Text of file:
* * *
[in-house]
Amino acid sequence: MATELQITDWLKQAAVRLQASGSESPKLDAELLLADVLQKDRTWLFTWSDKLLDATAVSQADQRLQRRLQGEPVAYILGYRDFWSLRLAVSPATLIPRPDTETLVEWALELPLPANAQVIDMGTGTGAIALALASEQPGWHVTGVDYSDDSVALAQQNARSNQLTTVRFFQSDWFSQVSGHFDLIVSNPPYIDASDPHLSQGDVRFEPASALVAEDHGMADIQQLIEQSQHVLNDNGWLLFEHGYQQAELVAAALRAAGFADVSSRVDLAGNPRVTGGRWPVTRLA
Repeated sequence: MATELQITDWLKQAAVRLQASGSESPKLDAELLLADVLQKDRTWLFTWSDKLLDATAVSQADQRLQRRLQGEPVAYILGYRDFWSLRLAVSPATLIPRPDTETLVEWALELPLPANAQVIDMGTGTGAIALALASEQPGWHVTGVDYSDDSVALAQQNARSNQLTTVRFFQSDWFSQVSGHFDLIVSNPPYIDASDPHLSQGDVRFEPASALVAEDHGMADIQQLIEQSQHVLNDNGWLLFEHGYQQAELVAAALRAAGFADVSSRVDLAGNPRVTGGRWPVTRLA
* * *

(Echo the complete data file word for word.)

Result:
[in-house]
Amino acid sequence: MATELQITDWLKQAAVRLQASGSESPKLDAELLLADVLQKDRTWLFTWSDKLLDATAVSQADQRLQRRLQGEPVAYILGYRDFWSLRLAVSPATLIPRPDTETLVEWALELPLPANAQVIDMGTGTGAIALALASEQPGWHVTGVDYSDDSVALAQQNARSNQLTTVRFFQSDWFSQVSGHFDLIVSNPPYIDASDPHLSQGDVRFEPASALVAEDHGMADIQQLIEQSQHVLNDNGWLLFEHGYQQAELVAAALRAAGFADVSSRVDLAGNPRVTGGRWPVTRLA
Repeated sequence: MATELQITDWLKQAAVRLQASGSESPKLDAELLLADVLQKDRTWLFTWSDKLLDATAVSQADQRLQRRLQGEPVAYILGYRDFWSLRLAVSPATLIPRPDTETLVEWALELPLPANAQVIDMGTGTGAIALALASEQPGWHVTGVDYSDDSVALAQQNARSNQLTTVRFFQSDWFSQVSGHFDLIVSNPPYIDASDPHLSQGDVRFEPASALVAEDHGMADIQQLIEQSQHVLNDNGWLLFEHGYQQAELVAAALRAAGFADVSSRVDLAGNPRVTGGRWPVTRLA